Rockford firefighters responded to a call late the afternoon of Friday, July 17, when an ice cream machine at Rocky’s, 110 N. Main Street, downtown Rockford, caught fire. It was just before 5 p.m. when workers noticed smoke and called in the emergency. Rocky’s owners showed up quickly and watched with evacuated employees as firefighters went inside to contain any possible burning and to fan out the smoky interior. “We’ve been here 20 years and nothing like this has ever happened,” said owner Sally Gardener. The shop itself has been a mainstay in Rockford in the summer for about 35 years. “We’re just glad no one was hurt and the building didn’t burn down,” Gardener said. She said she was very grateful the fire started during business hours or the whole building could have caught fire. Rocky’s had to close for the next day to clean the entire interior of the shop because of smoke damage. All opened food had to be thrown out and a new soft-serve machine ordered. The business reopened on Sunday, July 19.
Articles by Squire News
No one was injured but this truck was trashed in a one-vehicle rollover on Ten Mile Road Tuesday, July 21, just east of the intersection of Wolven Street. Witnesses said the waste hauler, heading eastbound, drifted to the edge of the road and then jerked before rolling. The driver was up and walking after the accident.
“Looking an American eagle or great horned owl in the eye is a once-in-a-lifetime experience,” said Laurie Tieman, who manages Wild Birds Unlimited, 5426 Northland Drive. The store will offer a free live bird show on Saturday, July 25 from 2 to 3 p.m. Famed wild bird rescuer Joe Rogers will bring approximately ten live rescued birds. “It’s really almost selfish on my part because I love the look on kids’ faces when they see these birds,” Tieman said. Rogers founded the Wildlife Recovery Association in 1975 and has been rescuing birds since. On his 200-acre farm in Shepherd, Michigan, he helps birds become ready for re-release in the wild. Those who will never be able to survive wild have a home there for life. It is some of these birds Rogers will bring. Rogers passion is wildlife research, radio tracking wolves bears and moose. He said that for 20 years his office has been remote campgrounds in the UP miles and miles from the nearest road. He loves to educate. “You can’t really bring a bear or a moose in for a show,” he joked. The birds are a show-stealer on their own, however. Tieman said children and adults are amazed to see the live creatures so close and there are plenty of photo opportunities, so bring a camera. Rogers said when his Wildlife Recovery was in its heyday they rehabilitated 800 to 900 birds a year. Now volunteers and funds are harder to come by and he has had to limit the number of birds he can save. Education is key in limiting the number of birds that need to be saved, he said. The birds he sees have been bumped by cars, but many are the victims of intentional injury. “Sadly, it seems to me that the first response children have when finding an animal in the wild is to kill it,” he said. He wonders if the violent electronic games kids play make them less compassionate. He also believes youngsters don’t get out in nature like they used to. He hopes seeing and hearing about wildlife will create interest or at least empathy. Nature is good for us, too, Rogers believes. “It’s not controlled, or directed. Being out in nature is […]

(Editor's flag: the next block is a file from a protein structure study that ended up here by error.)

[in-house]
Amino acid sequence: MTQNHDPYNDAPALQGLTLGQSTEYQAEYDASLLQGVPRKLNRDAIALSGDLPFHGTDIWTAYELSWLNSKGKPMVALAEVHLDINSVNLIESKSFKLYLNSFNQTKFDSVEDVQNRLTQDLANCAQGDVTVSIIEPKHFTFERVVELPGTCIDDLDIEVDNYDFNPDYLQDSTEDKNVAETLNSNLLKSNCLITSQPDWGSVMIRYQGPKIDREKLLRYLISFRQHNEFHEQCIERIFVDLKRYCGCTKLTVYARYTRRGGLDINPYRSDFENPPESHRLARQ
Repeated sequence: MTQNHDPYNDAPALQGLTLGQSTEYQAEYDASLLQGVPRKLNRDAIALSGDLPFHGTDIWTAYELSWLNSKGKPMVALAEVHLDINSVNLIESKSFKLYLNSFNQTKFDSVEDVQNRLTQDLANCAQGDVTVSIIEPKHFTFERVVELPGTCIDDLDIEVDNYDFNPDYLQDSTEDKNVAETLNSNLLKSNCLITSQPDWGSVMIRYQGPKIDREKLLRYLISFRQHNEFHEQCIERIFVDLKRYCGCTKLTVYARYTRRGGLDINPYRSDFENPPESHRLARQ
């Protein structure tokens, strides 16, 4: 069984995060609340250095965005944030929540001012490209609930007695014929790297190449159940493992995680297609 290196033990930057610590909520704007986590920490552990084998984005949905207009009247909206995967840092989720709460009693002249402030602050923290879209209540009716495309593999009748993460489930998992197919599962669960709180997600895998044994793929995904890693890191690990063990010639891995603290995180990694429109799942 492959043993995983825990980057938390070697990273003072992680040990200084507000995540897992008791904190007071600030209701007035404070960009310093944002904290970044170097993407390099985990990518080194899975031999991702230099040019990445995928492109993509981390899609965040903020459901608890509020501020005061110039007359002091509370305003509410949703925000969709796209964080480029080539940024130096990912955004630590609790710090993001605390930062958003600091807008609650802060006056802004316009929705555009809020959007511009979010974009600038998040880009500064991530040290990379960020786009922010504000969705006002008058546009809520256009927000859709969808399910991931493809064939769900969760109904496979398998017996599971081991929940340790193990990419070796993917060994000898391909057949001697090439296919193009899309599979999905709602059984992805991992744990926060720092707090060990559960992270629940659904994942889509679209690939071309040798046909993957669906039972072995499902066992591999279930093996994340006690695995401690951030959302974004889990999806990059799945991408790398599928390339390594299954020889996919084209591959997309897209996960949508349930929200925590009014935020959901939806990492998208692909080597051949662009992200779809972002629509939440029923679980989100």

Local artist among hundreds vying for $250,000 Linda Bassford of Rockford has entered her art in ArtPrize. She’ll compete with artists from all over the world for nearly one-half million dollars in prize money, including $250,000 to the artist who receives the most public votes. ArtPrize will run from Sept. 23 through Oct. 10 in Grand Rapids. ArtPrize will have no formal jury, curator or judge. The visiting public will register to vote and decide who wins the prizes, using mobile devices and the Internet. Bassford plans to enter a wall mural of a Michigan landmark, the lighthouse at Grand Haven. She says the mural for Degage Ministries in Grand Rapids was created to inspire patrons of the ministry who often take trips to Grand Haven during the summer. ArtPrize art works and performances, professional and amateur, will be exhibited at hundreds of venues, all within a three-square-mile area in Grand Rapids’ downtown riverfront district. The city has offered up parks and bridges for outdoor venue displays. Scores of businesses will convert lobbies and public space for displays. The Midwest city of nearly 200,000, and a larger metro area population of more than one million, will become an art gallery. Grand Rapids is the home of the internationally recognized Frederik Meijer Gardens and Sculpture Park, which showcases one of the world’s foremost collections of modern and contemporary sculptures, including pieces from well-known artists such as Moore, Oldenberg, Goldsworthy, Plensa and many more. In 2006, the city hosted a large-scale exhibit by Tom Otterness, considered one of the premier public artists, which attracted more than 750,000 visitors. The city recently built and opened the world’s first LEED gold certified art museum. For more information about ArtPrize, go to artprize.org.
The Hanson family recently visited the Upper Peninsula. They brought their local paper along to Greenland, Mich. to tour the Adventure Mines. They also stopped and saw waterfalls along the way (to and from). Pictured are Nick, Andy and Jenna Hansen with cousin Trevor Hansen, all of Rockford. Above the kids are pictured in the Adventure Mines. Pictured below are the kids at Fumee Falls in Norway, Mich.